My National Parks Poster Framing Project


For over 100 years, people all over the world have enjoyed America’s beautiful National Parks. From the very first park at Yellowstone to the newest, Indiana Dunes, millions have spent time exploring and making memories in these vast natural environments. Many remember their time at the park with a souvenir. A vintage poster is a lovely option that lets you display memories of your trip in your home or office. With the help of my team members at American®Frame, I created DIY custom framing treatments worthy of my favorite National Park posters.
National Parks gift shops across the country carry a variety of framable artwork, but I was partial to these stunning reprints of posters by the Works Progress Administration. Between 1935 and 1943, the New Deal agency created 1,400 posters to celebrate the National Parks. There are only 41 of these originals left and some of them have been lost to time forever. With the help of Ranger Doug, a company dedicated to procuring, protecting and reproducing these posters, they’ve found a new life. The company meticulously searches for the posters and recreates them using the same silk screening process used back when they were first made.
Sometimes, when a poster can’t be located, it has to be recreated from black and white photographs. This is the case for the Great Smoky Mountains poster we framed. Since there hasn’t been an original poster located yet, the company had to guess which colors to use. They tried their best to match the colors but weren’t completely sure that they chose correctly. The colors they did choose, however, made for a visually interesting and fun framing treatment.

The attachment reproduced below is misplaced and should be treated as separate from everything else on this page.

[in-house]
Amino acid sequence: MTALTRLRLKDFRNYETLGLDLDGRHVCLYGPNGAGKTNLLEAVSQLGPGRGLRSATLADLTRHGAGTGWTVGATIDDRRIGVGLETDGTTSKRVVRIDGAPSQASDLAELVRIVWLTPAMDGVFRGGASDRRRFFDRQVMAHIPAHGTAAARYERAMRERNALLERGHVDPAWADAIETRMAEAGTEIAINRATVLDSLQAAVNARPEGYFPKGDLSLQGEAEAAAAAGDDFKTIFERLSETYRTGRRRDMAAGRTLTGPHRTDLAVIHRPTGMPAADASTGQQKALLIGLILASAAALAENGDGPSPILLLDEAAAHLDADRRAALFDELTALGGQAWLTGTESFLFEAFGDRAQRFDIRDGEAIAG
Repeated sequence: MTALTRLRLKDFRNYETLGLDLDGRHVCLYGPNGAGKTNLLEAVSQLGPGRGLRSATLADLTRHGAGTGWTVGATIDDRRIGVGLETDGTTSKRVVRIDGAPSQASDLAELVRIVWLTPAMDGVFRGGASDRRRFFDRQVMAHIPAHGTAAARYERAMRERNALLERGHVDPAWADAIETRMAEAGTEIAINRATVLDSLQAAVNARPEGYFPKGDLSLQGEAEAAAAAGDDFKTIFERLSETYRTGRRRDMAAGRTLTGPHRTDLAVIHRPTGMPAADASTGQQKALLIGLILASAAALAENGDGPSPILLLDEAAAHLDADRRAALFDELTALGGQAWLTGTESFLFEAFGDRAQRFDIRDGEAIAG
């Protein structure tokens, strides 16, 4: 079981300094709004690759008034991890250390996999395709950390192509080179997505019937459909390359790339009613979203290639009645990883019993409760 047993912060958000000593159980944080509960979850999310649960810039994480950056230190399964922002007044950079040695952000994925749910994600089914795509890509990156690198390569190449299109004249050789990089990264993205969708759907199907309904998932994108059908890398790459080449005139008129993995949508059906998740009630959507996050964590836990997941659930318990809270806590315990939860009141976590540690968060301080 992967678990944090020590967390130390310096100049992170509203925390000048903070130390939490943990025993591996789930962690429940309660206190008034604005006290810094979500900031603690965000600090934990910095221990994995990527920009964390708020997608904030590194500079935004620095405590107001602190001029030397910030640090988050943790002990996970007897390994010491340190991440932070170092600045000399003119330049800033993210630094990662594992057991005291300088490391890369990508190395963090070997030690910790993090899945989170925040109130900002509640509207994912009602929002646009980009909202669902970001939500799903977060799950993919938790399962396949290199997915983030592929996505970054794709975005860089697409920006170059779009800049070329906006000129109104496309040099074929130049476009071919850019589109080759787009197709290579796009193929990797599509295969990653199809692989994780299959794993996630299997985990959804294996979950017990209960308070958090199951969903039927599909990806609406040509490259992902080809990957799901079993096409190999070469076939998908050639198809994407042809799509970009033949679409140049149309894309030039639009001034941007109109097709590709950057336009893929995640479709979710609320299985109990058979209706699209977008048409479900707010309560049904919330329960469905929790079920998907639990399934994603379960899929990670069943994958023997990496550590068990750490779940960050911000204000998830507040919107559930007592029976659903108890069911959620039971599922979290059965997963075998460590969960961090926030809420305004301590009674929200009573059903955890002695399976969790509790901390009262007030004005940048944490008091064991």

With both the Great Smoky Mountains and Volcanoes National Park posters, we wanted to stick with a double mat treatment. But the mat and frame colors were up to us. Should there be consistency with frame colors? Should they be different? These are questions that go through everyone’s minds when framing pieces intended to hang on the same wall. After seeing the pieces side by side, we decided that letting the posters really be the star of the show was the best option. For the Smoky Mountains poster, we chose a neutral wood frame (AF206 Natural Maple) with two mats in colors complementary to those in the poster. We went with 8425 Sea Green mat board with 8464 Matte White on top. For the Volcanoes National Park poster, we opted for the same frame along with a Pale Mauve mat with the same Matte White mat on top.
These choices allowed each piece to look unique, but still have a cohesive feel that tied them together and made sense when hung together. The final pieces showcase the unique locations but keep a consistent feel.  Using double mats offers a bit more dimension within the frame treatment than a single mat, and can highlight a particular color within a work of art.
For help choosing the right frame and mats for your custom framing project, call, email, or chat with our in-house framing experts.